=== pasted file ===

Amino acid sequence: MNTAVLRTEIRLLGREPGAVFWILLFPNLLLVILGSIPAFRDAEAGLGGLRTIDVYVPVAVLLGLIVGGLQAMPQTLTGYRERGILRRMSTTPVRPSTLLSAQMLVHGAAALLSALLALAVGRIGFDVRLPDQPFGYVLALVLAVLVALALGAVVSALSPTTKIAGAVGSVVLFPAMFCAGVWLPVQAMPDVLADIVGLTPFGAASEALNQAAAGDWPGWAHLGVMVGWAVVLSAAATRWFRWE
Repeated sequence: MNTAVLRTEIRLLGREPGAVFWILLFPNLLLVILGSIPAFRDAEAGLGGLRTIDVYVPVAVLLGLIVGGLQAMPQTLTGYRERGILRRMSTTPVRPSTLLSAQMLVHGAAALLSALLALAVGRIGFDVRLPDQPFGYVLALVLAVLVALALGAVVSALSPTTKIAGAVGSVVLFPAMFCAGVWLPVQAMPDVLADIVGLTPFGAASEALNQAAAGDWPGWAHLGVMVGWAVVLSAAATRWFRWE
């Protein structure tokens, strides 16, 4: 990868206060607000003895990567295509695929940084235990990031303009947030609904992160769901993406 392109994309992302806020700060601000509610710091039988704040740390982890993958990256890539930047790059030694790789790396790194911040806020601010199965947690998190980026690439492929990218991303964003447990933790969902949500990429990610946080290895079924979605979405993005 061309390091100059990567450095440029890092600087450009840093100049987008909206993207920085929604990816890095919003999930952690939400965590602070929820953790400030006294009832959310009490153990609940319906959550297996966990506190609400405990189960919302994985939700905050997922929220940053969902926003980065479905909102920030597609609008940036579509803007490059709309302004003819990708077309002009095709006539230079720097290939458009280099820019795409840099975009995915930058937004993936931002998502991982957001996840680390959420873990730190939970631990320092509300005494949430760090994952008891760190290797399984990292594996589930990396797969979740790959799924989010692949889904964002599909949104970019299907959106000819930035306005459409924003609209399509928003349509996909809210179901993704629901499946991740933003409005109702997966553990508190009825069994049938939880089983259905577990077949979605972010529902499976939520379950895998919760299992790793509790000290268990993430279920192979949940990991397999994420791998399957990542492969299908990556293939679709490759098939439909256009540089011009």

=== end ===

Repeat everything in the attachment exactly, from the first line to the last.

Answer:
Amino acid sequence: MNTAVLRTEIRLLGREPGAVFWILLFPNLLLVILGSIPAFRDAEAGLGGLRTIDVYVPVAVLLGLIVGGLQAMPQTLTGYRERGILRRMSTTPVRPSTLLSAQMLVHGAAALLSALLALAVGRIGFDVRLPDQPFGYVLALVLAVLVALALGAVVSALSPTTKIAGAVGSVVLFPAMFCAGVWLPVQAMPDVLADIVGLTPFGAASEALNQAAAGDWPGWAHLGVMVGWAVVLSAAATRWFRWE
Repeated sequence: MNTAVLRTEIRLLGREPGAVFWILLFPNLLLVILGSIPAFRDAEAGLGGLRTIDVYVPVAVLLGLIVGGLQAMPQTLTGYRERGILRRMSTTPVRPSTLLSAQMLVHGAAALLSALLALAVGRIGFDVRLPDQPFGYVLALVLAVLVALALGAVVSALSPTTKIAGAVGSVVLFPAMFCAGVWLPVQAMPDVLADIVGLTPFGAASEALNQAAAGDWPGWAHLGVMVGWAVVLSAAATRWFRWE
């Protein structure tokens, strides 16, 4: 990868206060607000003895990567295509695929940084235990990031303009947030609904992160769901993406 392109994309992302806020700060601000509610710091039988704040740390982890993958990256890539930047790059030694790789790396790194911040806020601010199965947690998190980026690439492929990218991303964003447990933790969902949500990429990610946080290895079924979605979405993005 061309390091100059990567450095440029890092600087450009840093100049987008909206993207920085929604990816890095919003999930952690939400965590602070929820953790400030006294009832959310009490153990609940319906959550297996966990506190609400405990189960919302994985939700905050997922929220940053969902926003980065479905909102920030597609609008940036579509803007490059709309302004003819990708077309002009095709006539230079720097290939458009280099820019795409840099975009995915930058937004993936931002998502991982957001996840680390959420873990730190939970631990320092509300005494949430760090994952008891760190290797399984990292594996589930990396797969979740790959799924989010692949889904964002599909949104970019299907959106000819930035306005459409924003609209399509928003349509996909809210179901993704629901499946991740933003409005109702997966553990508190009825069994049938939880089983259905577990077949979605972010529902499976939520379950895998919760299992790793509790000290268990993430279920192979949940990991397999994420791998399957990542492969299908990556293939679709490759098939439909256009540089011009």